Yorkshire born photographer Karl Holtby shares his remarkable and inspiring story in the September issue of Landscape photography magazine. SIGMA UK is proud to share an extract from Karl’s article blow.
Visual Mantra by Karl Holtby
As with many photographers, when I started out I wanted to capture breath-taking sunsets and sunrises. I was up and out the door well before dawn to capture the sun. But, as time went by, I found that these kinds of images didn’t really hold my attention. Sure, a sunrise coming up over the sea is hard to beat and is one of life’s greatest pleasures. On a photographic level, however, I found myself wanting more than the instant gratification of a spectacular sunset. These days it doesn’t matter what time of day I shoot, I always feel inspired. Additionally, I don’t feel the need to get the camera out straight away, as it’s so important to explore a location and settle in to the landscape first.
With most of my images these days, particularly the seascapes, I’m trying to evoke a sense of calm; a zen-like image. This process is the antidote to my restless and often troubled mind. Over the past couple of years I have begun to describe this process as my ‘Visual Mantra’. This visual mantra will, more often than not, be a very simplified version of the scene before me. My images are bordering on minimalism, but with a difference, as I find that most ‘minimalist’ images tend to be ‘minimalism for minimalism’s sake’, with no real emotional content. To create a simplified and uncluttered scene involves leaving more elements out of the frame than one normally would when approaching the subject matter. Negative space is very important, allowing the eye to wander around the scene. It is then a question of arranging the components of the image. The aim of the visual mantra: to create an image where the viewer finds the eye moving around in a repetitive but pleasing way. This could be either back and forth through the image, or in a circular motion around the scene.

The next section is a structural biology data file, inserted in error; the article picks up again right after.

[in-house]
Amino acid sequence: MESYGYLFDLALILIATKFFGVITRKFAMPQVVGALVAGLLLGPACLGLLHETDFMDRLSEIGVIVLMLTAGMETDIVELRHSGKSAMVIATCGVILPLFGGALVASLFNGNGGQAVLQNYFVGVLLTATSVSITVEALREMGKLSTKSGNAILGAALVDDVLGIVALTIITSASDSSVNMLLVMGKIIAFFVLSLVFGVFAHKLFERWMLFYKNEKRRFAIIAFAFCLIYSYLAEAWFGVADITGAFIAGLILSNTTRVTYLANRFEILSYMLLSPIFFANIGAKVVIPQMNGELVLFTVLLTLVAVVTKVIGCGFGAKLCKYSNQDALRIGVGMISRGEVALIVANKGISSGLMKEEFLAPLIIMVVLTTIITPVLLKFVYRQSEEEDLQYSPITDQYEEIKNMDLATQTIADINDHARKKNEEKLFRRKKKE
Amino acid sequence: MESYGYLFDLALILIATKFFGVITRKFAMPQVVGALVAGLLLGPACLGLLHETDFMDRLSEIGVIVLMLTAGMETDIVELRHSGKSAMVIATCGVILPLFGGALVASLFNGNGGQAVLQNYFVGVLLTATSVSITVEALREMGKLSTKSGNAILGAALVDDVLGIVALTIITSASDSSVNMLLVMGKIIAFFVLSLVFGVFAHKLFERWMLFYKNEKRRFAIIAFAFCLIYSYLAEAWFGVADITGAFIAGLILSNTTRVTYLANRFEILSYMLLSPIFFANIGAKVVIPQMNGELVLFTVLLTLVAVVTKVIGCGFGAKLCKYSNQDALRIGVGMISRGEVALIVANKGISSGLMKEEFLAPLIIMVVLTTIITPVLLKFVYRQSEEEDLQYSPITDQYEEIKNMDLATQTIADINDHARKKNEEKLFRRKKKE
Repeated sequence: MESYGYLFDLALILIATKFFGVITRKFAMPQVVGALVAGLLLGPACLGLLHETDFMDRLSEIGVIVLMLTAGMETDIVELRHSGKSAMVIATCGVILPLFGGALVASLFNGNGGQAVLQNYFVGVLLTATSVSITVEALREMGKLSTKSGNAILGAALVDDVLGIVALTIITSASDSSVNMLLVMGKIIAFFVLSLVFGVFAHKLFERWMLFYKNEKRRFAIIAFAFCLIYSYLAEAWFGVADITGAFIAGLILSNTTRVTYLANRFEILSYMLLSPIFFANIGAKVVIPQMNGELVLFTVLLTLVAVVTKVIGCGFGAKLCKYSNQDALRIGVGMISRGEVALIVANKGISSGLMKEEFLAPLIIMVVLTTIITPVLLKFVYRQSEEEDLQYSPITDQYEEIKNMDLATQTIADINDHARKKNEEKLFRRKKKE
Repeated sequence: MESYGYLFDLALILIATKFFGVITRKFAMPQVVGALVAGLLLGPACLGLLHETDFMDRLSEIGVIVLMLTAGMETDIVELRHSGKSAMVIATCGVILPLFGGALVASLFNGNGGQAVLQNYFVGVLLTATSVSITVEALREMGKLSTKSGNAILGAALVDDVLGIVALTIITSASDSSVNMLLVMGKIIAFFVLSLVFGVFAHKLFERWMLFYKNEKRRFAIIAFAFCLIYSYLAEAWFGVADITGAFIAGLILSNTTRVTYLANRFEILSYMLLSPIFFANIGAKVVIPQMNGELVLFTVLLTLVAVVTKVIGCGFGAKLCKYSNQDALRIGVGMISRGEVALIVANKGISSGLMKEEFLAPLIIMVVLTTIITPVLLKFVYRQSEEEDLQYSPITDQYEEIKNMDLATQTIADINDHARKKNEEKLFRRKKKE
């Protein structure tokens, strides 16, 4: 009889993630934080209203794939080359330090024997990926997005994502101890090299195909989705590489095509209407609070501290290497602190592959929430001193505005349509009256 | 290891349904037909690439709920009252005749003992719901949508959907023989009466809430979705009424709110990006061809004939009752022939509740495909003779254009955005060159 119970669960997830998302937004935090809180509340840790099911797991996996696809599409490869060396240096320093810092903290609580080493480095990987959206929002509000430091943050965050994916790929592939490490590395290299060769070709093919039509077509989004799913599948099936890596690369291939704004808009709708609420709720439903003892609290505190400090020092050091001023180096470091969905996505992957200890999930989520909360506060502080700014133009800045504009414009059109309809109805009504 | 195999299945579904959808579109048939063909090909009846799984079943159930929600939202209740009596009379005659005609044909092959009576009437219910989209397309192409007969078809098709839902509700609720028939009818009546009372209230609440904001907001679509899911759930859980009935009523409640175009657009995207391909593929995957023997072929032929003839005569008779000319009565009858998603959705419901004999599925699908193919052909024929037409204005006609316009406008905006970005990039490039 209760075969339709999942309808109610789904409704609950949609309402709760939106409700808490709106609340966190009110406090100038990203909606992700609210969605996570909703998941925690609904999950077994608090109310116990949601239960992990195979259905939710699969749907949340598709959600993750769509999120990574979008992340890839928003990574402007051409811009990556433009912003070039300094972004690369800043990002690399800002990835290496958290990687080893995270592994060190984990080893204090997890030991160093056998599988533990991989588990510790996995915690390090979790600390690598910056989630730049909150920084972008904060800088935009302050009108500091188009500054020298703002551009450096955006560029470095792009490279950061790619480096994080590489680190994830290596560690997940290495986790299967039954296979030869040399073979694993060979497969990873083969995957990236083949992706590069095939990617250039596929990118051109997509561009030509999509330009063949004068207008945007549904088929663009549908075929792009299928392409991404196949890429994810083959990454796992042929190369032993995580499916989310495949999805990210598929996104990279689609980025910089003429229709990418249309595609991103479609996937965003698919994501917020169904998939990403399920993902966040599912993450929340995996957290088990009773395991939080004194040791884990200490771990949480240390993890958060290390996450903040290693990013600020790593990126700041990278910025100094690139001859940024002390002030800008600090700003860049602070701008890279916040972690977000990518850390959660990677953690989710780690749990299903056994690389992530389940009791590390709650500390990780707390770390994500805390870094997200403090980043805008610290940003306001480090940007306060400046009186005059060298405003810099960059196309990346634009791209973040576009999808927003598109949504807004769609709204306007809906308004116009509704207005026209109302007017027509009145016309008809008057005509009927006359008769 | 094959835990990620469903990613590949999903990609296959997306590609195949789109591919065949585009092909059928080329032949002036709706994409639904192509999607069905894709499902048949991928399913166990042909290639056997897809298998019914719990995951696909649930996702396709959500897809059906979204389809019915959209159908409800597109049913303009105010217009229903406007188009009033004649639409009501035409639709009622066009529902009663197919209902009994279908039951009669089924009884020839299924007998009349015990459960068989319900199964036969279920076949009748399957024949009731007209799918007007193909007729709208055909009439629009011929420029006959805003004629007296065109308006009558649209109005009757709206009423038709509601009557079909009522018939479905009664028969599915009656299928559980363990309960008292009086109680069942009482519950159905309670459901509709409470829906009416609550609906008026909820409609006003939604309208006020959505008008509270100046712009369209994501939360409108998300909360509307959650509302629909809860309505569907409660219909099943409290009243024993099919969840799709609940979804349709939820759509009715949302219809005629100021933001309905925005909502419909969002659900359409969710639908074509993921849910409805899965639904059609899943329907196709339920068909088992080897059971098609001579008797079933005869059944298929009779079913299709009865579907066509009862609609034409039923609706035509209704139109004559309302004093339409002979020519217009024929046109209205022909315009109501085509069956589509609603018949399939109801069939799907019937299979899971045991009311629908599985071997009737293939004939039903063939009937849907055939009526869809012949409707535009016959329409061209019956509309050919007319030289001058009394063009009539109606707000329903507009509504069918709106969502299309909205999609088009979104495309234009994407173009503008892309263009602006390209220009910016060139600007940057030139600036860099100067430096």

As a further example of the use of emotion, in my image ‘Inhibition’, I’ve attempted to evoke my feelings at that time by the positioning of the components within the image. The soft channel of water, leading out to sea, is meant to represent my life’s path. At this point in my life I was feeling held back with certain restraints and the old groynes, which cut across the channel of water, are portraying this barrier which I felt was holding me back. The casual observer would never know my thoughts at that time, of course, but I feel that our emotions can help to create strong, bold and evocative images with a sense of mystery about them.
If you haven’t picked up on it already, I have always had a very keen interest in all things Zen, with eastern art and philosophies heavily influencing my work. Being mindful of the image making process also extends to the kit that I use. For the past few years I have predominantly shot with the SIGMA Foveon sensor cameras. I find that the foveon sensor gives a real depth and unique feel to my imagery; additionally, the prints from the foveon sensor are rich and almost 3D in appearance. Not only do the Sigma cameras such as the DP0 Quattro and more recently the SD Quattro-H suit my style of imagery, but I also find them a real pleasure to use, being solidly built and with all the functions I need, without a myriad of menus that I would never use! They are cameras for the discerning photographer, particularly well-suited to landscape and fine art. I also use Sigma’s range of Art lenses, which are built to the highest standards, favouring the 20mm & 24mm primes.
Click on the following link to read the full length article :
To see more of Karl’s images, visit his website: https://www.karlholtby.com/